Blog Archives

The Pipe Dream: A Roundaloop?

21st-century ground transportation:

Envisioned by Elon Musk.

Traveling from Point A to Point B seems (and can literally be) pedestrian. In the modern world, there seem to be far too many detours, connecting flights, complications and mind-numbing traffic patterns to conceptualize a simplistic, easy-going path from Point A to Point B.

Then a big idea happened. And then that big idea was built and tested.

And what happens next?

Innovator Elon Musk founded The Boring Company, which is the firm that is building the Hyperloop (featured in the video above). While people won’t be lining up just yet to experience this futuristic form of transportation, the fact that a proof of concept has been achieved is a giant first step towards the reimagined American railroad. To be more precise, the reimagined American train and railroad system.

The Boring Company has essentially taken the archaic railroad system from 19th and 20th centuries and created a significantly faster 21st-century upgrade. Is it the right upgrade? Is the Hyperloop the next great innovative masterpiece in transportation we’ve been waiting for? Would you ride in the Hyperloop?

Fortunately, there’s a model (actually, a few models) to follow for judging the future progress and success of Hyperloop’s introduction to the American traveler, current and new:

Tesla.

Now, who is the co-founder and CEO of that innovative car company…?

iPhone: Episode VIII

Which beloved entity has the more influential following in modern culture:

Apple or Star Wars?

Apparently, to those closest to both, it’s a virtual tie of sorts?

Apple’s earbuds were inspired by the dark side, or more specifically, the stormtroopers from Star Wars, according to an interview with Apple’s chief designer Jony Ive in The Wall Street Journal. Ive reportedly told Star Wars: The Force Awakens director J.J. Abrams he had the “look of the original Stormtroopers in mind when he designed Apple’s earbuds.”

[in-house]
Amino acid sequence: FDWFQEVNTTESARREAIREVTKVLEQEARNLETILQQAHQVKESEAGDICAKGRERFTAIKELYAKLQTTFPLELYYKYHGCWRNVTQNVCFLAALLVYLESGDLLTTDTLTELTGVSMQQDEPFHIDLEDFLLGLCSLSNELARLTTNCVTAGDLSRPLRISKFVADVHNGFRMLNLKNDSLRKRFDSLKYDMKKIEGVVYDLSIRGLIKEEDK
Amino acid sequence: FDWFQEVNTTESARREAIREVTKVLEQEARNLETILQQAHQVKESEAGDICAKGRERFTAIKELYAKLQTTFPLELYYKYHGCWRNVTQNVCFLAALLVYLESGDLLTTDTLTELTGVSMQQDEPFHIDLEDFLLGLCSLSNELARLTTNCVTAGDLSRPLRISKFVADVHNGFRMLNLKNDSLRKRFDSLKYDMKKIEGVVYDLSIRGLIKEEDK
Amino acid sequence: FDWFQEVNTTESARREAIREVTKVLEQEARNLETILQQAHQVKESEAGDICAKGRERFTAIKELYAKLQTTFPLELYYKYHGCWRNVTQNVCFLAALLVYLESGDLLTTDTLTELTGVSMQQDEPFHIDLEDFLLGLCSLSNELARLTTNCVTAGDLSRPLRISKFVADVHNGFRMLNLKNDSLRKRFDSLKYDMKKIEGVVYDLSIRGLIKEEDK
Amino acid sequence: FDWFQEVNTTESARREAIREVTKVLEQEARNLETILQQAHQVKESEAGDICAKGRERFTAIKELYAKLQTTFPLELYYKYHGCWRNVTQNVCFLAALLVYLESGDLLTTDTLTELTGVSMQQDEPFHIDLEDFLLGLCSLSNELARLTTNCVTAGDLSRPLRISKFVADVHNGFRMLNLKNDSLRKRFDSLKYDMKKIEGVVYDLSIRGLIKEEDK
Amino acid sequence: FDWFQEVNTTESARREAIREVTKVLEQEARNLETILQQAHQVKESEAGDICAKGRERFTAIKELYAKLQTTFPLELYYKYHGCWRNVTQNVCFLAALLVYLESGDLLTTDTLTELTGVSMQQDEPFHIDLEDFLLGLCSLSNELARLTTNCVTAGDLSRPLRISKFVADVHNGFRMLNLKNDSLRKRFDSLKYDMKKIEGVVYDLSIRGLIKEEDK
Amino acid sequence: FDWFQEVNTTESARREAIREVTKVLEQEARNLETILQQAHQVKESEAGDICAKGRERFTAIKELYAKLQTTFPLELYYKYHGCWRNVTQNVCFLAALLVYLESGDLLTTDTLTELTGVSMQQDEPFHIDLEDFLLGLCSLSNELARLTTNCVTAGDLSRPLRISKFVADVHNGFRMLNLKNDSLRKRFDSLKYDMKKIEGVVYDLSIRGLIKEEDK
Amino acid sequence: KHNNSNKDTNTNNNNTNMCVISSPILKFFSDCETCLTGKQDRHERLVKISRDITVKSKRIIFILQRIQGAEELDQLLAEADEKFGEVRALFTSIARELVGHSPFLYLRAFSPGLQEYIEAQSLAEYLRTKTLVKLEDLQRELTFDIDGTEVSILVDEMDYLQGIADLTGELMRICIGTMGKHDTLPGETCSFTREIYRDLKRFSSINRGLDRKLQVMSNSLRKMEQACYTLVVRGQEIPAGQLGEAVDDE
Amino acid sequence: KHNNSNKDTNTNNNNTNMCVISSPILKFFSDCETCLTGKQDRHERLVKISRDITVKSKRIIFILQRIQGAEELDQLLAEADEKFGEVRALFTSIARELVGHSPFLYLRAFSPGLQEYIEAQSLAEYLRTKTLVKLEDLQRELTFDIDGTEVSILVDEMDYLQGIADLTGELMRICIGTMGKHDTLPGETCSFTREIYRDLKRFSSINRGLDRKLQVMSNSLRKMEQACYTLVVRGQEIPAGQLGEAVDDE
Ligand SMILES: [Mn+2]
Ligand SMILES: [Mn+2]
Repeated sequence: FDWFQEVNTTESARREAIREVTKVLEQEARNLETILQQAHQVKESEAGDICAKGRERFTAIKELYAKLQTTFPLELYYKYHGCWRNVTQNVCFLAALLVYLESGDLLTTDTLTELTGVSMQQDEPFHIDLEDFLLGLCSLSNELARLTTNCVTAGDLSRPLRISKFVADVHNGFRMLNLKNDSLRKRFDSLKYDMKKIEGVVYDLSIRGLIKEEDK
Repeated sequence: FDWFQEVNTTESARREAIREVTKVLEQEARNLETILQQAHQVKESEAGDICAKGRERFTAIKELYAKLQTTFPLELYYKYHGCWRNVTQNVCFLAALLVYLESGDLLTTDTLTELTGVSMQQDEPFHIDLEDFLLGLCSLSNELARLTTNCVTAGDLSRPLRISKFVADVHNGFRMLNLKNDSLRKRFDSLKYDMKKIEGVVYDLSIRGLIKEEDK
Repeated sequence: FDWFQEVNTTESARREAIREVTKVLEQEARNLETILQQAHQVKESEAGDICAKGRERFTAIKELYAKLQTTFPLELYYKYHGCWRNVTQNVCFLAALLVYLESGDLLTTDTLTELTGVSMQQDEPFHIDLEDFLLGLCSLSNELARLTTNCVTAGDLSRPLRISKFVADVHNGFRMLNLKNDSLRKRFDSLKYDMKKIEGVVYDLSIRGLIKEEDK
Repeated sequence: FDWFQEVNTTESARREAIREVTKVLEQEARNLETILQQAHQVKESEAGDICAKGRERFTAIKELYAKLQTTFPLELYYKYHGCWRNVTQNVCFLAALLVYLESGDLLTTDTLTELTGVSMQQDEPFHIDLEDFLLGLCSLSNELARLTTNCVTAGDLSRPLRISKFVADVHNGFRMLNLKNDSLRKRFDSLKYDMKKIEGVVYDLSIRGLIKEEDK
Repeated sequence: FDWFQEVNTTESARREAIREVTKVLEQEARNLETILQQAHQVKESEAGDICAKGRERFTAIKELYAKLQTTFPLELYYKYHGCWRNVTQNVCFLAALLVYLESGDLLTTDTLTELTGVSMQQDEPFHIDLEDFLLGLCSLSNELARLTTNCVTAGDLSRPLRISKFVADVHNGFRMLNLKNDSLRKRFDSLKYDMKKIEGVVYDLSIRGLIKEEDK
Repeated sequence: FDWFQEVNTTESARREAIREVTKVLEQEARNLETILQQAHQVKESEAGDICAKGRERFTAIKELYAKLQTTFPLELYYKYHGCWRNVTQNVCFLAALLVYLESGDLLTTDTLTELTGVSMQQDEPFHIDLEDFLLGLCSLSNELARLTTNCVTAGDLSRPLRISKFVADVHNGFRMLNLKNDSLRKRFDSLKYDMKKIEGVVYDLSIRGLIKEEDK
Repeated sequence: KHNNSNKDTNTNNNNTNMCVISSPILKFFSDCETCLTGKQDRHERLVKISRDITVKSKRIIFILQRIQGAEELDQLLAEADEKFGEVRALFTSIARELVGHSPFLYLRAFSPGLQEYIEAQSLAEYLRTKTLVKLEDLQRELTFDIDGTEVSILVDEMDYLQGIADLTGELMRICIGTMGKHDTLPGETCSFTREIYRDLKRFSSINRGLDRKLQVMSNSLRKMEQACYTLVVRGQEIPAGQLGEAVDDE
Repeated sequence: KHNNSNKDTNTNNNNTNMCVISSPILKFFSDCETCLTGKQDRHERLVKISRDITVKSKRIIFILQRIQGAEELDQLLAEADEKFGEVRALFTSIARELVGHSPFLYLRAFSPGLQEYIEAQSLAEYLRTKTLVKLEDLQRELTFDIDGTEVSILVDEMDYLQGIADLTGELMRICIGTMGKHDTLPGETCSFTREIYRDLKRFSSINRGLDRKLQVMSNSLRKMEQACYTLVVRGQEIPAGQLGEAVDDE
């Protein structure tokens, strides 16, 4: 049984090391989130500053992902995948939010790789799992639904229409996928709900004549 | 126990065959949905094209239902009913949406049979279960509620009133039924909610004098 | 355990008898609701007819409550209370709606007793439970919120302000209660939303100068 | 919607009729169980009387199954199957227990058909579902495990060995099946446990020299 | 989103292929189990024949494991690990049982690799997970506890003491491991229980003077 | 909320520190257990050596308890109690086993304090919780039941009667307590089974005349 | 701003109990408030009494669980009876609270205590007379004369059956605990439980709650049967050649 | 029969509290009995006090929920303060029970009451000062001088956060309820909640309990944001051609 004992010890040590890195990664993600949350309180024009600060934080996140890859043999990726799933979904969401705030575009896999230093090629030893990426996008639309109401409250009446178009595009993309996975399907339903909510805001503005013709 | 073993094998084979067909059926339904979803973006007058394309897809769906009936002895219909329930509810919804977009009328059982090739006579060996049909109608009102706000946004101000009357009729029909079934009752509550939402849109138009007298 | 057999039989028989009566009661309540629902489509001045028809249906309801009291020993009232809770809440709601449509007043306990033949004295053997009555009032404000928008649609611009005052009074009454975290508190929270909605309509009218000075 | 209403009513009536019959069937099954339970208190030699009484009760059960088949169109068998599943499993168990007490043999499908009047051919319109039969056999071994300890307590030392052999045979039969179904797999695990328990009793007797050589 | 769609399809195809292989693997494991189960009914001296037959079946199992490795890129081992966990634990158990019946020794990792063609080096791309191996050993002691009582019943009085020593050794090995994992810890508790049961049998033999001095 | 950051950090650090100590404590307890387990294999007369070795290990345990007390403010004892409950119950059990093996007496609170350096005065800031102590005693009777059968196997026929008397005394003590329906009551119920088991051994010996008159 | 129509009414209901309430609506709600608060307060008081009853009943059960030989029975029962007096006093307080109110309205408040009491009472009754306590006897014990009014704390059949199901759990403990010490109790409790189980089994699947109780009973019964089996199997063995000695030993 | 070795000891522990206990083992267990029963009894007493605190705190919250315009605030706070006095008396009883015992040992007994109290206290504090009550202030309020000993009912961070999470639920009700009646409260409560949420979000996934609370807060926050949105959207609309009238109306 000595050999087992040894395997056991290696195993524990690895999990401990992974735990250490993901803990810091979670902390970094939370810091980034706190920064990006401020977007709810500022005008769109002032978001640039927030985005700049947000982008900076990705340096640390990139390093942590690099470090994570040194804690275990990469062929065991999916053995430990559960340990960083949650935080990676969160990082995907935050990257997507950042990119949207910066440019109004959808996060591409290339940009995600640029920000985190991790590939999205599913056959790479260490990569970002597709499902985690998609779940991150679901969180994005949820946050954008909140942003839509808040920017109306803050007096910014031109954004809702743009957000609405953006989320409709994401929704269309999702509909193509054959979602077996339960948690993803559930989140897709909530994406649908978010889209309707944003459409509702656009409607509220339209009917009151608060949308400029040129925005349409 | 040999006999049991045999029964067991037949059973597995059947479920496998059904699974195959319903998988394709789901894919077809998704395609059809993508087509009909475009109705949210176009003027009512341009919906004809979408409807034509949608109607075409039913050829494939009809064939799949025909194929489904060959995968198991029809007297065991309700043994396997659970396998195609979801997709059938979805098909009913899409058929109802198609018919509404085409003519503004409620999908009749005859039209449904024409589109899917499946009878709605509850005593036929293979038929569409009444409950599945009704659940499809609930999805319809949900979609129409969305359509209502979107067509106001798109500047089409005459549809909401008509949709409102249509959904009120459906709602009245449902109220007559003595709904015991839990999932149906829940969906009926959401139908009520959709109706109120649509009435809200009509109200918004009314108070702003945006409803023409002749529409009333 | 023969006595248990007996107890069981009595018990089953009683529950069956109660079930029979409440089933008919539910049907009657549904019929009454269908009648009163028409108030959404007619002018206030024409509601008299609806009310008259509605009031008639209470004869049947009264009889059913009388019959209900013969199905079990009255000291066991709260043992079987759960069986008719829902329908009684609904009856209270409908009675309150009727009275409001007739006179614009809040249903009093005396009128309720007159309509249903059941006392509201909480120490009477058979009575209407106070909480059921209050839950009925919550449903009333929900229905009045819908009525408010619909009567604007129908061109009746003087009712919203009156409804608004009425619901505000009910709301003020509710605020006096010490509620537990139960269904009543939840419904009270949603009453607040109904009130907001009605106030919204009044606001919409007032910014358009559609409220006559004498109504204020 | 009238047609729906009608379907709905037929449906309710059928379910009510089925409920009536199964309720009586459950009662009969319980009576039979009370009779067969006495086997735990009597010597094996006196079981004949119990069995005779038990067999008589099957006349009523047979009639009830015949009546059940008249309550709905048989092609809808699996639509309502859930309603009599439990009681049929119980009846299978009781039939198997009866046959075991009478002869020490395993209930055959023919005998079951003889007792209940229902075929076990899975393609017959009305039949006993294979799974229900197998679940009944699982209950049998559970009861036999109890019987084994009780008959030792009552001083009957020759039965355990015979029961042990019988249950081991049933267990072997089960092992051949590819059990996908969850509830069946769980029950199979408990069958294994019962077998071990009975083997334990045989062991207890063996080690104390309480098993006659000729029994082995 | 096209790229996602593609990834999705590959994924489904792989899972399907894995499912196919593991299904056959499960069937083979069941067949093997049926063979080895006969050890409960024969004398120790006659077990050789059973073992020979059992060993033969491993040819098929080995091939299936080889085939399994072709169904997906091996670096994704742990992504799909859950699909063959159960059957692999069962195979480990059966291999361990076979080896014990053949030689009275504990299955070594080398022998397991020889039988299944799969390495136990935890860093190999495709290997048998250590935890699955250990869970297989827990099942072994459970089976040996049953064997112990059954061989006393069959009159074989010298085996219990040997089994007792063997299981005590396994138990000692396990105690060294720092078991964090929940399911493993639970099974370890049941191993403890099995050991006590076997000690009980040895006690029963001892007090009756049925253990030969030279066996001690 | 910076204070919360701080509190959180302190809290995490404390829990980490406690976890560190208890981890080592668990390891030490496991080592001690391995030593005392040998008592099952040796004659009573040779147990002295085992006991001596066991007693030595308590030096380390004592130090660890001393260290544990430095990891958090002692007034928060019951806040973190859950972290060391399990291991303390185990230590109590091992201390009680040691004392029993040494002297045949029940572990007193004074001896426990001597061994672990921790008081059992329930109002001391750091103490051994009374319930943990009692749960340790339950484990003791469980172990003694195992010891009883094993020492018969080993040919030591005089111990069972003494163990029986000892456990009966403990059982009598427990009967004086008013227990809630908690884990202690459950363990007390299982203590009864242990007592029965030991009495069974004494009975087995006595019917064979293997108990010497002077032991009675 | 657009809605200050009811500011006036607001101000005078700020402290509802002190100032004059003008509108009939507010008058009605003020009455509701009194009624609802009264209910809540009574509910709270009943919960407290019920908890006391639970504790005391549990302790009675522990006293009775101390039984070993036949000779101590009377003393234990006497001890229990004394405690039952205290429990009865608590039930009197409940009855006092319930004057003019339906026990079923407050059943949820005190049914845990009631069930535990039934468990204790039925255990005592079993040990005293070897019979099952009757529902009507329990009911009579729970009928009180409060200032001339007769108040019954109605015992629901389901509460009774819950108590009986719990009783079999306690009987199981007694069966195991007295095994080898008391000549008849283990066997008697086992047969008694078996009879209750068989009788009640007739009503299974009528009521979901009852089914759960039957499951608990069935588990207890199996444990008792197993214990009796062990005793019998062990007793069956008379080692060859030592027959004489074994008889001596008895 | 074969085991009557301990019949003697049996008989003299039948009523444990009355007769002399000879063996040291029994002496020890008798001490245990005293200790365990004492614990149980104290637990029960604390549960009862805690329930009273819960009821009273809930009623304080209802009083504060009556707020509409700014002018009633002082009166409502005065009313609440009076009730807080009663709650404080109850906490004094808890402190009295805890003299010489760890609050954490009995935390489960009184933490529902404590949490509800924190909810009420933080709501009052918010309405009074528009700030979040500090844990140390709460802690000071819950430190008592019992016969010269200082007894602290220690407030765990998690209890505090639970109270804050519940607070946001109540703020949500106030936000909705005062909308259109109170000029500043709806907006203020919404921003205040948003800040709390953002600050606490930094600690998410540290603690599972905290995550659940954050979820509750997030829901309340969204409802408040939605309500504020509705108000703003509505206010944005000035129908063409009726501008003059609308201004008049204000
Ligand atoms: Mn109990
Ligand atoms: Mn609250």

It’s also interesting to note that the costume designer for Star Wars: The Force Awakens, Michael Kaplan, told Vanity Fair in 2015 that Apple itself inspired the new stormtroopers of the First Order. “With the Stormtroopers it was more of a simplification, almost like, ‘What would Apple do?’” Kaplan said at the time.
–Thuy Ong, The Verge, “Apple’s earbuds were inspired by the dark side, says chief designer Jony Ive”

As a reference, here’s a stormtrooper in The Force Awakens.

With iPhone 8 on the horizon for release later this year, Apple will likely begin to slowly work its way back towards the top of our news feeds. And particularly since the iPhone 8 will be the 10th anniversary iPhone, the speculation (never-ending with Apple products) concerning this forthcoming version of the globally popular mobile device is focused on a wide variety of game-changing features for an Apple phone. This includes rumors of a borderless screen, wireless charging and the potential removal of the physical home button (not the home button feature, but just the actual button).